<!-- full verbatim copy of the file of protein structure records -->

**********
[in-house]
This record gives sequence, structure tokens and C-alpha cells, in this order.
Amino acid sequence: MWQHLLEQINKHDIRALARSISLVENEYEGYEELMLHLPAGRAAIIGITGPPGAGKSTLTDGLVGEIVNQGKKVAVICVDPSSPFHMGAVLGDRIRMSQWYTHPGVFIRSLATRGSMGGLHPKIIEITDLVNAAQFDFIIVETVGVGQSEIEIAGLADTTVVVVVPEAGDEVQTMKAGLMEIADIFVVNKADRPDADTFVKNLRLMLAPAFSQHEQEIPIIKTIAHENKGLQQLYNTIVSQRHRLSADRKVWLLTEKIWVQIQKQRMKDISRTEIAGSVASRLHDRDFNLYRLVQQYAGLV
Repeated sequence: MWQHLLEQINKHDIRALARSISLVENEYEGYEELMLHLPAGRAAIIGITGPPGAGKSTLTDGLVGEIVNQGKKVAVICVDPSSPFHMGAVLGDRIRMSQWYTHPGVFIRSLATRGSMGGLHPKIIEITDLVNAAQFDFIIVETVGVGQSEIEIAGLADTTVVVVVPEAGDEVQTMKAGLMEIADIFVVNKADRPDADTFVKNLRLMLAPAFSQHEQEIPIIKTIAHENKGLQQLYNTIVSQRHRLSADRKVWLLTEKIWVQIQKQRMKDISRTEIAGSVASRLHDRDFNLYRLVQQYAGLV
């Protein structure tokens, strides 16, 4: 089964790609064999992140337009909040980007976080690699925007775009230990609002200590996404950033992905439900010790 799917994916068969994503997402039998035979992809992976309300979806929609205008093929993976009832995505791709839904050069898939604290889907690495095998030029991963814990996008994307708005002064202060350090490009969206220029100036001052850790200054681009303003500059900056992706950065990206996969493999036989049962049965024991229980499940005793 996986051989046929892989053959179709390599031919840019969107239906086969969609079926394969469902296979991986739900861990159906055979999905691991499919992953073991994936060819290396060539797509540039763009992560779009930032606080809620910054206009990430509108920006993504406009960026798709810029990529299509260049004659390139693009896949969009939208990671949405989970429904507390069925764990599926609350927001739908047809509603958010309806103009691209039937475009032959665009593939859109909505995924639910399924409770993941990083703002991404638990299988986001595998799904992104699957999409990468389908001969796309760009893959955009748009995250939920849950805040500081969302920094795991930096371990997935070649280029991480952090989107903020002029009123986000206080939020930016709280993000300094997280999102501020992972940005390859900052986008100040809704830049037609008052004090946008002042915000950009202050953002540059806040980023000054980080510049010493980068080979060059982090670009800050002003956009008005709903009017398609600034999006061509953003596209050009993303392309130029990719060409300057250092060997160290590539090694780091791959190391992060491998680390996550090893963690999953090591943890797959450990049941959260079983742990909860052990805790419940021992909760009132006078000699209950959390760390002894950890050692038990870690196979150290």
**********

[in-house]
This record gives sequence, structure tokens and C-alpha cells, in this order.
Amino acid sequence: MWQHLLEQINKHDIRALARSISLVENEYEGYEELMLHLPAGRAAIIGITGPPGAGKSTLTDGLVGEIVNQGKKVAVICVDPSSPFHMGAVLGDRIRMSQWYTHPGVFIRSLATRGSMGGLHPKIIEITDLVNAAQFDFIIVETVGVGQSEIEIAGLADTTVVVVVPEAGDEVQTMKAGLMEIADIFVVNKADRPDADTFVKNLRLMLAPAFSQHEQEIPIIKTIAHENKGLQQLYNTIVSQRHRLSADRKVWLLTEKIWVQIQKQRMKDISRTEIAGSVASRLHDRDFNLYRLVQQYAGLV
Repeated sequence: MWQHLLEQINKHDIRALARSISLVENEYEGYEELMLHLPAGRAAIIGITGPPGAGKSTLTDGLVGEIVNQGKKVAVICVDPSSPFHMGAVLGDRIRMSQWYTHPGVFIRSLATRGSMGGLHPKIIEITDLVNAAQFDFIIVETVGVGQSEIEIAGLADTTVVVVVPEAGDEVQTMKAGLMEIADIFVVNKADRPDADTFVKNLRLMLAPAFSQHEQEIPIIKTIAHENKGLQQLYNTIVSQRHRLSADRKVWLLTEKIWVQIQKQRMKDISRTEIAGSVASRLHDRDFNLYRLVQQYAGLV
């Protein structure tokens, strides 16, 4: 089964790609064999992140337009909040980007976080690699925007775009230990609002200590996404950033992905439900010790 799917994916068969994503997402039998035979992809992976309300979806929609205008093929993976009832995505791709839904050069898939604290889907690495095998030029991963814990996008994307708005002064202060350090490009969206220029100036001052850790200054681009303003500059900056992706950065990206996969493999036989049962049965024991229980499940005793 996986051989046929892989053959179709390599031919840019969107239906086969969609079926394969469902296979991986739900861990159906055979999905691991499919992953073991994936060819290396060539797509540039763009992560779009930032606080809620910054206009990430509108920006993504406009960026798709810029990529299509260049004659390139693009896949969009939208990671949405989970429904507390069925764990599926609350927001739908047809509603958010309806103009691209039937475009032959665009593939859109909505995924639910399924409770993941990083703002991404638990299988986001595998799904992104699957999409990468389908001969796309760009893959955009748009995250939920849950805040500081969302920094795991930096371990997935070649280029991480952090989107903020002029009123986000206080939020930016709280993000300094997280999102501020992972940005390859900052986008100040809704830049037609008052004090946008002042915000950009202050953002540059806040980023000054980080510049010493980068080979060059982090670009800050002003956009008005709903009017398609600034999006061509953003596209050009993303392309130029990719060409300057250092060997160290590539090694780091791959190391992060491998680390996550090893963690999953090591943890797959450990049941959260079983742990909860052990805790419940021992909760009132006078000699209950959390760390002894950890050692038990870690196979150290």